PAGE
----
and this leads to Pythagorean identities

*cos^2 x + sin^2 x = cosh^2 x – sinh^2 x = 1.
*

Next question that arises is how to draw a complex or imaginary angle. *In Plane Trigonometry, real angle can be drawn in x-y Plane and trigonometric ratios can be found out by drawing a right angled triangle in that plane. When an angle is drawn in a plane, it always has real value.That means, it can never be complex and resultantly cosine and sine of an angle as ratios of base to hypotenuse and perpendicular to hypotenuse can never be larger than one as hypotenuse in a Plane trigonometry is always larger than its sides. Therefore sine and cosine of an angle is always equal or less than one in plane trigonometry.
*

Coming to drawing of an imaginary angle, I submit, such a case must satisfy identity cosh^2 x – sinh^2 = 1 and in Plane trigonometry, imaginary angle would be such that the straight lines forming it, never join. When the lines do not join, it can never be defined as an angle. Therefore, in a Plane x-y where real angle can be drawn, imaginary angle can never be drawn.

*That necessitates there should be another plane an if that Plane is considered perpendicular to the plane that contains real angle, then imaginary part of the angle can be drawn in that perpendicular plane. Let us see how. It is well known to those who have basic knowledge of plane trigonometry that as the angle increases the length rotates in a circle. Or we can say that if length starts from point (0,0) and ends at a point (a cos x, a sin x), then with increase in angle x, the line rotates in a circle of radius a in counter clockwise directin. The locus of the point in Plane trigonometry with change in angle is circle. Why locus is a circle can be proved from the identity
*

cos^2 x + sin^2 = 1

On multiplying both sides by a^2, we get

a^2.cos^2 x + a^2. Sin^2 x = a^2,

and that is an equation of circle. It is reiterated that when angle is real in plane trigonometry, a point can be defined as a point on a circle.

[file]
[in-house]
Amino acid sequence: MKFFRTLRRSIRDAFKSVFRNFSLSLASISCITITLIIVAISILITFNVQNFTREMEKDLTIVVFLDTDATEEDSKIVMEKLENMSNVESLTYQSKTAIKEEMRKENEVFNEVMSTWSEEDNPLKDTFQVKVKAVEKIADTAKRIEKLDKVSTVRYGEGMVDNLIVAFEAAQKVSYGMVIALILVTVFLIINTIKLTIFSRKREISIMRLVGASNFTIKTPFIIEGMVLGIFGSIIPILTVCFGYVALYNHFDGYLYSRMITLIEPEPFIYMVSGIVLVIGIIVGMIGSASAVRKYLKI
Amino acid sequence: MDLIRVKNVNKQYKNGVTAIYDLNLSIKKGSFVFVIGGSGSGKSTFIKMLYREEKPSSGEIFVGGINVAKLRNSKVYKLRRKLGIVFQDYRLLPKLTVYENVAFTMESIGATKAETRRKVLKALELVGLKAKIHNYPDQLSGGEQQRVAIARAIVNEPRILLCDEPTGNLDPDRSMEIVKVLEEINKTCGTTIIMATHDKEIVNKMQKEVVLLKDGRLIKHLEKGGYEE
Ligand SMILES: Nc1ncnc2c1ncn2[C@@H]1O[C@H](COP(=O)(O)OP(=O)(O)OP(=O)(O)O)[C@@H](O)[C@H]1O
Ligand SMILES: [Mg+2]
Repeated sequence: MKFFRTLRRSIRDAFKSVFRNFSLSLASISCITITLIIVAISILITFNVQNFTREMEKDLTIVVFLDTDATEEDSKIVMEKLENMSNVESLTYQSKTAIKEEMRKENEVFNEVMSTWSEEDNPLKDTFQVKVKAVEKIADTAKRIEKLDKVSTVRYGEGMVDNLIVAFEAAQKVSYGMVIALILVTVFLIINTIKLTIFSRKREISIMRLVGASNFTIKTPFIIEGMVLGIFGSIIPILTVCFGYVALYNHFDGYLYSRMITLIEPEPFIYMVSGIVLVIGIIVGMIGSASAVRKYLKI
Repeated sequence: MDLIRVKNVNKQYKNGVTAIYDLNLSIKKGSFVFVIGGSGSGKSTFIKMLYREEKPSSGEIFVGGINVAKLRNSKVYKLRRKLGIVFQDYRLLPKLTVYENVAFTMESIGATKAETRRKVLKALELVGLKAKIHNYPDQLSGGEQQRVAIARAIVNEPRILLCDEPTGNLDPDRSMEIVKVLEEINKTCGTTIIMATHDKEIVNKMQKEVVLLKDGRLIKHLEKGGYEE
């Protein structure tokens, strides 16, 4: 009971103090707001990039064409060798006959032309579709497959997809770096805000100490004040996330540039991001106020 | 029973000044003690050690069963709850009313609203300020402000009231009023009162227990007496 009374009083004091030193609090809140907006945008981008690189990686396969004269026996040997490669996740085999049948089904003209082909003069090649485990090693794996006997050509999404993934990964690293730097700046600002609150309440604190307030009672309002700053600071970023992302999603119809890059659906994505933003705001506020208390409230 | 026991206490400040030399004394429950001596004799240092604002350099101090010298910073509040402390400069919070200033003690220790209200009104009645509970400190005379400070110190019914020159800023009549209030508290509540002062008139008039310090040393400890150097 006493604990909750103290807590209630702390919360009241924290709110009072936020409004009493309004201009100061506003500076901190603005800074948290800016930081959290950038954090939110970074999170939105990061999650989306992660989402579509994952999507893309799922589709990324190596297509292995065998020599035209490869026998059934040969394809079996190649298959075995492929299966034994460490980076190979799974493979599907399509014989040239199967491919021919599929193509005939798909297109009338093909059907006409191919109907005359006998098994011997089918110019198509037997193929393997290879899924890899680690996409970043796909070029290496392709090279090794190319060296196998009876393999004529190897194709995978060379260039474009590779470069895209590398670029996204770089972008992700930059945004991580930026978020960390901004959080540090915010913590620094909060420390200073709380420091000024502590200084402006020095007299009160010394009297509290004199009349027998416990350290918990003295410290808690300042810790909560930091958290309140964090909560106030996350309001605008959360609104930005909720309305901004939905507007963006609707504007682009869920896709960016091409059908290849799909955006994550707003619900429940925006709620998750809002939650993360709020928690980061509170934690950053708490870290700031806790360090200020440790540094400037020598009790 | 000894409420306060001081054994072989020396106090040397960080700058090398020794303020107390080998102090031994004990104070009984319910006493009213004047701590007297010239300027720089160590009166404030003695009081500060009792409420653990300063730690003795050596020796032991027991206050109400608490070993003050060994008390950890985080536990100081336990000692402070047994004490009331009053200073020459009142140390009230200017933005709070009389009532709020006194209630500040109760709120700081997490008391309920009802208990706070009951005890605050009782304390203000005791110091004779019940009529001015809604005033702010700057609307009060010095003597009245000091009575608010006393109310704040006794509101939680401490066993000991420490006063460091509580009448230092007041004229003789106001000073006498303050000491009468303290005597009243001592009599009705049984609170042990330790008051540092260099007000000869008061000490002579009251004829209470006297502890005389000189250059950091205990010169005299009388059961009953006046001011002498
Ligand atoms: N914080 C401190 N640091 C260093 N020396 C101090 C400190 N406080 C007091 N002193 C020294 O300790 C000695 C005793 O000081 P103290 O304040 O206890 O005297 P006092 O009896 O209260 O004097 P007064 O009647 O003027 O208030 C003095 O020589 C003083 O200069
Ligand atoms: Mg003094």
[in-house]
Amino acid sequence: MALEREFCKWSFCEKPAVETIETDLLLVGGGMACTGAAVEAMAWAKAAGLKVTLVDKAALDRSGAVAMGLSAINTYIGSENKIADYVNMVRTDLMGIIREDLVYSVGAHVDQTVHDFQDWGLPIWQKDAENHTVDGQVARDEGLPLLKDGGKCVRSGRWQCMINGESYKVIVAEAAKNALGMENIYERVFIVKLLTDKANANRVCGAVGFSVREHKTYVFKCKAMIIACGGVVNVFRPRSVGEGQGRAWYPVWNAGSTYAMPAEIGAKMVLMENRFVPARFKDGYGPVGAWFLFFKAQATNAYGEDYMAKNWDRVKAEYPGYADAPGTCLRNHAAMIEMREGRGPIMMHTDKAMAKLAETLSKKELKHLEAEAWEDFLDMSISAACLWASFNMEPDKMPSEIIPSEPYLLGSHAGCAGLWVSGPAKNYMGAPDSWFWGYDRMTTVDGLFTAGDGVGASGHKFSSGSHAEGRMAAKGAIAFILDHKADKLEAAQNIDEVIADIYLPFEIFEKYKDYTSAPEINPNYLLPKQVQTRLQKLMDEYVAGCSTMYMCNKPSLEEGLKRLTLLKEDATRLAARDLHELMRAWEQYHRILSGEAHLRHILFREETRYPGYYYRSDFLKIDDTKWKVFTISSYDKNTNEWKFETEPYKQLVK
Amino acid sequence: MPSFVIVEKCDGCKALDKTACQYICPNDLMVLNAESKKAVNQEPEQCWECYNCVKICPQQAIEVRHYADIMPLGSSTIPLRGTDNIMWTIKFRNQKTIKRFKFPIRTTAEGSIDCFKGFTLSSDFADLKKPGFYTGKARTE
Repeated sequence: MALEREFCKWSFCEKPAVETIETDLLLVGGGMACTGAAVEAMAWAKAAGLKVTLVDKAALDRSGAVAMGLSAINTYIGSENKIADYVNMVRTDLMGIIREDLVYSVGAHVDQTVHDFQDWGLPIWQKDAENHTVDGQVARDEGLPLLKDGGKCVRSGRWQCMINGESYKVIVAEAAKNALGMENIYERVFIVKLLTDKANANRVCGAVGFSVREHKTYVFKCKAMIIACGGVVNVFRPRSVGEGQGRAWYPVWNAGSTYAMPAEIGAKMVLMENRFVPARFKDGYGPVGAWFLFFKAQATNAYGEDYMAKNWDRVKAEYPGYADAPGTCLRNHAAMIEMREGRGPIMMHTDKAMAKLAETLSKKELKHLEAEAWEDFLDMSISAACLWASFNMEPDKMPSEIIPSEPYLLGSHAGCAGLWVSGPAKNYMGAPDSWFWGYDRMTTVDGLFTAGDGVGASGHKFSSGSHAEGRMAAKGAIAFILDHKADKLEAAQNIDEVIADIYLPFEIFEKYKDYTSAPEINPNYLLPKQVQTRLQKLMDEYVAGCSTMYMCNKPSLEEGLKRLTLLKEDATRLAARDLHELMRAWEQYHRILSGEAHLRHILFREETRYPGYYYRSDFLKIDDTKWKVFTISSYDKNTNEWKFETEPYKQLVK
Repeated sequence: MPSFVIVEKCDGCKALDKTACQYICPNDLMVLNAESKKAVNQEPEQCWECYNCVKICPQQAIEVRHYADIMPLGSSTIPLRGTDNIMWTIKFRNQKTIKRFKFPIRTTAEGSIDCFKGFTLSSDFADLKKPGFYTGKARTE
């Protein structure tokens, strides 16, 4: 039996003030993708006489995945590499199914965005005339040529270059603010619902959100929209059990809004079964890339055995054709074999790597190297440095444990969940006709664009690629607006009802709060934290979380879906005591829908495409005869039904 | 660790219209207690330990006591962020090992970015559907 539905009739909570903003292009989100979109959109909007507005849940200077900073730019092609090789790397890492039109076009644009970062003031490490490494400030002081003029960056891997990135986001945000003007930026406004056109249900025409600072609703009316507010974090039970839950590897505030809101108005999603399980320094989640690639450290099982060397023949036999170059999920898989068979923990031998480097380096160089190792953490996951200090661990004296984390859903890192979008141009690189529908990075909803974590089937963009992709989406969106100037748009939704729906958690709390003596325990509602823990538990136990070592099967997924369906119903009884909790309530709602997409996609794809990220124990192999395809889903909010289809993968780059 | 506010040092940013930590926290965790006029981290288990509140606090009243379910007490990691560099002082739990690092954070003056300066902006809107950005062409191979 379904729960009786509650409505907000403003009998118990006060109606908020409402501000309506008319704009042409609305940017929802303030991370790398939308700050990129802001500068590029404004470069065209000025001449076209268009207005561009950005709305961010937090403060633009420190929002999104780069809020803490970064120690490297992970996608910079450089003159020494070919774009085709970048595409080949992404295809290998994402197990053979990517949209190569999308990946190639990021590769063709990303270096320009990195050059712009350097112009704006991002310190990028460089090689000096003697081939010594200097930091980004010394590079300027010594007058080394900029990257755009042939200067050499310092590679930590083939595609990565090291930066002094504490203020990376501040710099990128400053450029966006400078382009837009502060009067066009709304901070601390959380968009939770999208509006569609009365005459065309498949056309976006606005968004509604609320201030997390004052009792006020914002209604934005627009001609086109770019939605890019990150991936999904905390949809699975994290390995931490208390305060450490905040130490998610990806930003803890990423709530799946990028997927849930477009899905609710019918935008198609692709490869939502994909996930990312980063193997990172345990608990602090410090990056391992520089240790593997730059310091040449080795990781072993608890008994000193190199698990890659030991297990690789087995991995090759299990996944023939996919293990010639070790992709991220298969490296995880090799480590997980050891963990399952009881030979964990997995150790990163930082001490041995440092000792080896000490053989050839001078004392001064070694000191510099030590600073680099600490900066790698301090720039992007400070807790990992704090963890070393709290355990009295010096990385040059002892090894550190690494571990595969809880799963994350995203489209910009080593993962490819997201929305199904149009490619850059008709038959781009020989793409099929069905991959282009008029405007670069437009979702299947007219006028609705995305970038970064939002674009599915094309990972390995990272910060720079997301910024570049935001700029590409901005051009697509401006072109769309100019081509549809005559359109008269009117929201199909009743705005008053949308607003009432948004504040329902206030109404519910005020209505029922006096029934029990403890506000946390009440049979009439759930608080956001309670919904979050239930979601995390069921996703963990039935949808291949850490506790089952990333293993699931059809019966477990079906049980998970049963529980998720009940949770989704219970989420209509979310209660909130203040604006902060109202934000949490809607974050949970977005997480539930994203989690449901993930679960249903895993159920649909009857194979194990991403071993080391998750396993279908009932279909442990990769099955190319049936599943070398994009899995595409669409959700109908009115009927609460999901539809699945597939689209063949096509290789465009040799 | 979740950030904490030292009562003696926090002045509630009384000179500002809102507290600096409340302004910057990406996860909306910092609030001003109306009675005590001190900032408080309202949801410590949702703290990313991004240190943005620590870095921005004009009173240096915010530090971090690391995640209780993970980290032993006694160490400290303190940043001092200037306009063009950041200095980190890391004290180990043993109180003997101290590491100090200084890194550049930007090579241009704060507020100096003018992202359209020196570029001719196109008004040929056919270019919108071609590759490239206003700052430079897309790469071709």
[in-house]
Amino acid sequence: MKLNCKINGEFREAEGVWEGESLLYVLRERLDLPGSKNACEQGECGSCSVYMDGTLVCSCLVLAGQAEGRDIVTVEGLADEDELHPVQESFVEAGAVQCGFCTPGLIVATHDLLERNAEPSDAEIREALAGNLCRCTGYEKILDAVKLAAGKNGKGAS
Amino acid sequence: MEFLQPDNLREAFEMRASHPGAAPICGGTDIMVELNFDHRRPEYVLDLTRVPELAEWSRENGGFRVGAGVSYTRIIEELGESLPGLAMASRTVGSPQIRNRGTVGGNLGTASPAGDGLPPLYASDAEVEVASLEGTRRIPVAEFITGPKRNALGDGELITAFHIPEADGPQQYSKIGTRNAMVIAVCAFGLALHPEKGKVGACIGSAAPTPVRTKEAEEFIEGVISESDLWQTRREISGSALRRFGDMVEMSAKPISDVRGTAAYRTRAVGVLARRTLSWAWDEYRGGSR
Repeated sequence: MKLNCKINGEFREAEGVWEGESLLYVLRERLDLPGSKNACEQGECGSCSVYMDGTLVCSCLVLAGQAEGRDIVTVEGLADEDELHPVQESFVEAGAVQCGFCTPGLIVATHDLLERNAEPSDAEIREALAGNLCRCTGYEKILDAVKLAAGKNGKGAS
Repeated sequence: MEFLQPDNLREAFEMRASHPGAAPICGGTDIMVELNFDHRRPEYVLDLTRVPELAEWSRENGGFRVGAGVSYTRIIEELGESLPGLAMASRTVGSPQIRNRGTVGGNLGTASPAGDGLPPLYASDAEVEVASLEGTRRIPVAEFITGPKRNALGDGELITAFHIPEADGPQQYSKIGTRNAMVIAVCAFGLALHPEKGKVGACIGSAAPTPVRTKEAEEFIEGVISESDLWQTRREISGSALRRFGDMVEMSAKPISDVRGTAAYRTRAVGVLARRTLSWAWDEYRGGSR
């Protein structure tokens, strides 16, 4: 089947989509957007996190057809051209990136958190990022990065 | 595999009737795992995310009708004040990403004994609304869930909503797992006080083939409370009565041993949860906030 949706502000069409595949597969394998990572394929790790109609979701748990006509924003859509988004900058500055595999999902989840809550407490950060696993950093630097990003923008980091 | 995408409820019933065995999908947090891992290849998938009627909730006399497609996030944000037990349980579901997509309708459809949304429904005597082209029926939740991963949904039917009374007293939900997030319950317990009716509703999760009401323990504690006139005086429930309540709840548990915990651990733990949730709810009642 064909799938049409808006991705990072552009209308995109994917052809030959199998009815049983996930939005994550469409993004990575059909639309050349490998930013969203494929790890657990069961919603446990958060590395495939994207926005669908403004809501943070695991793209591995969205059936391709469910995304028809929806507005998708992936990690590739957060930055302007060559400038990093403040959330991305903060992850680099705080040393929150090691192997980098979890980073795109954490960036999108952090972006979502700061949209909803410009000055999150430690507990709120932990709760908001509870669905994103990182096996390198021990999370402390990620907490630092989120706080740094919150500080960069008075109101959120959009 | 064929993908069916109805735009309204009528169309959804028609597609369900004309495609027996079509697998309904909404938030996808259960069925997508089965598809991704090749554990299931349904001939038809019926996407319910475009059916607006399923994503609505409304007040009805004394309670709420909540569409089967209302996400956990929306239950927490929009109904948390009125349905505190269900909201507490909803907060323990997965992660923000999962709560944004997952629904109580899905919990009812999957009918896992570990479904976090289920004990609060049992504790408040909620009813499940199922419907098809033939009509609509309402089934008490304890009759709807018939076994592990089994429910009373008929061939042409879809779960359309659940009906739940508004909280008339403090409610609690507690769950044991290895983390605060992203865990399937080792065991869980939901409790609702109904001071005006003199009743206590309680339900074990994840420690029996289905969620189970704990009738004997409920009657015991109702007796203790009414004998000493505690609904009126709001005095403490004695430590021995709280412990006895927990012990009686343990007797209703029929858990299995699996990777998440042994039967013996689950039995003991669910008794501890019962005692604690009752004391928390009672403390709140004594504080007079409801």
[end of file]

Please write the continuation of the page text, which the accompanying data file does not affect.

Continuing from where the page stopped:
It is explicit from the explanation already given that when angle changes to imaginary angle say i.x then cosine of imaginary angle takes the form cos i x and that is equal to cosh x and cosh x is equal to ½(e^x + e^-x). When angle is imaginary, sine of imaginary angle takes the form sin ix and that is equal to i sinh x and i sinh x is equal to 1/2.i(e^x -e^-x). Therefore, it leads to identity,

cosh^2 x – sinh^2 x = 1.

On multiplying both sides by a^2, we get

a^2.cosh^2 x –a^2. sinh^2 x = a^2.

Let a^2.cosh^2 x be x and sinh^2 x = y, then locus of point x, y represents

x^2 – y^2 = 1

and that is an equation of hyperbola. That is why cosh x and sinh x are called hyperbolic functions.

It follows from this, *change in imaginary angle drawn on perpendicular plane moves the point a.cosh x, a sinh x on hyperbola. We can, therefore, conclude that whenever there is trigonometric ratio and if that pertains to complex angle, real part of the angle will decide the length on the circumference of a circle in a plane and its imaginary part the length on the hyperbola in a plane perpendicular to the plane of real angle.
*

Based on this analysis let me answer the questions I raised at the start of this paper. *Sine and cosine of a real angle that lies in a plane is always either equal to or less than one. It is true in plane trigonometry what is taught in schools. Length of the line rotates in a circle as the real angle is changed if we keep magnitude of length constant.
*

When the angle is complex (that is it has imaginary part also), sine and cosine of complex angle can be larger than one and in that case, imaginary part of the angle lies in a plane perpendicular to the in which real angle lies and the point moves upon hyperbola drawn in perpendicular plane with the change in imaginary angle. Finally, sine or cosine of an angle is Plane trigonometry is equal or less than one but if it pertains to complex angle containing imaginary part, it can be greater than one.

End

References:

1. Title Image courtesy Kan8eDie at https://upload.wikimedia.org/wikipedia/commons/e/eb/Principle_branch_of_arg_on_Riemann_%28small%29.png

2.Kekulé Dream by Michael Verderese

Professor Heinz D. Roth at https://web.chemdoodle.com/kekules-dream/

3.* Eternal Bonds Of Togetherness Between Natural Number, Pi, Tangent And Logarithm Of A Quantity at https://narinderkw.wordpress.com/2017/08/12/eternal-bonds-of-togetherness-between-natural-number-pi-tangent-and-logarithm-of-a-quantity/

4.Image of complex angle courtesy Richard Hammack at A Geometric View of Complex Trigonometric Functions http://www.people.vcu.edu/~rhammack/reprints/cmj210-217.pdf

About Author:

Writer is an Electronics and Electrical Communication Engineering graduate and was earlier Scientist, then Instrument Maintenance Engineer, then Civil Servant in Indian Administrative Service (IAS). After retirement, he writes on subjects, Astronomy, Mathematics, Yoga, Humanity etc.